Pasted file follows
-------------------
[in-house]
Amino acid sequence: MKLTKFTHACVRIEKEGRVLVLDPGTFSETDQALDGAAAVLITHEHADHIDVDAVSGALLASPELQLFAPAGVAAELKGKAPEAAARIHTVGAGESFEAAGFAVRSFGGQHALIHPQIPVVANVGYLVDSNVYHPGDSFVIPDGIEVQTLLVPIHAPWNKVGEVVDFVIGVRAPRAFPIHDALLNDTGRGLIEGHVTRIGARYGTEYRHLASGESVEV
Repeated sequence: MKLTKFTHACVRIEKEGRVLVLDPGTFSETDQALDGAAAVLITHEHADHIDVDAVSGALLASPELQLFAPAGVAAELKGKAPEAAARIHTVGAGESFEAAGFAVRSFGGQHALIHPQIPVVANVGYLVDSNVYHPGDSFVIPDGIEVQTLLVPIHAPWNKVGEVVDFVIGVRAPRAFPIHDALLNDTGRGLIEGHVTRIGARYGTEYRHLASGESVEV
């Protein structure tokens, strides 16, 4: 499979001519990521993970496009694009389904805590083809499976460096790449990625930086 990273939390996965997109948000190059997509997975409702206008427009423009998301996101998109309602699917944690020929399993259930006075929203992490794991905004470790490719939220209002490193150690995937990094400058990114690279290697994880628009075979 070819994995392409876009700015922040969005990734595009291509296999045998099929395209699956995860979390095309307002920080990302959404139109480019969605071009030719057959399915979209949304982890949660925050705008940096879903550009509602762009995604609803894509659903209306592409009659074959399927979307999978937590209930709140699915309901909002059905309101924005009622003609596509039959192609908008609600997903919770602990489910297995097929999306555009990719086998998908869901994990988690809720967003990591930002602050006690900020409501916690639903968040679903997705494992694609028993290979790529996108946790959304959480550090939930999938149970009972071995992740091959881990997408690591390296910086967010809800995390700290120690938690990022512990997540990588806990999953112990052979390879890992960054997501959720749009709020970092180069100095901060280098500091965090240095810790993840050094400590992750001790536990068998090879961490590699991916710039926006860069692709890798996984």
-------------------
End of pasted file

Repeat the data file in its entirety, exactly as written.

[in-house]
Amino acid sequence: MKLTKFTHACVRIEKEGRVLVLDPGTFSETDQALDGAAAVLITHEHADHIDVDAVSGALLASPELQLFAPAGVAAELKGKAPEAAARIHTVGAGESFEAAGFAVRSFGGQHALIHPQIPVVANVGYLVDSNVYHPGDSFVIPDGIEVQTLLVPIHAPWNKVGEVVDFVIGVRAPRAFPIHDALLNDTGRGLIEGHVTRIGARYGTEYRHLASGESVEV
Repeated sequence: MKLTKFTHACVRIEKEGRVLVLDPGTFSETDQALDGAAAVLITHEHADHIDVDAVSGALLASPELQLFAPAGVAAELKGKAPEAAARIHTVGAGESFEAAGFAVRSFGGQHALIHPQIPVVANVGYLVDSNVYHPGDSFVIPDGIEVQTLLVPIHAPWNKVGEVVDFVIGVRAPRAFPIHDALLNDTGRGLIEGHVTRIGARYGTEYRHLASGESVEV
């Protein structure tokens, strides 16, 4: 499979001519990521993970496009694009389904805590083809499976460096790449990625930086 990273939390996965997109948000190059997509997975409702206008427009423009998301996101998109309602699917944690020929399993259930006075929203992490794991905004470790490719939220209002490193150690995937990094400058990114690279290697994880628009075979 070819994995392409876009700015922040969005990734595009291509296999045998099929395209699956995860979390095309307002920080990302959404139109480019969605071009030719057959399915979209949304982890949660925050705008940096879903550009509602762009995604609803894509659903209306592409009659074959399927979307999978937590209930709140699915309901909002059905309101924005009622003609596509039959192609908008609600997903919770602990489910297995097929999306555009990719086998998908869901994990988690809720967003990591930002602050006690900020409501916690639903968040679903997705494992694609028993290979790529996108946790959304959480550090939930999938149970009972071995992740091959881990997408690591390296910086967010809800995390700290120690938690990022512990997540990588806990999953112990052979390879890992960054997501959720749009709020970092180069100095901060280098500091965090240095810790993840050094400590992750001790536990068998090879961490590699991916710039926006860069692709890798996984």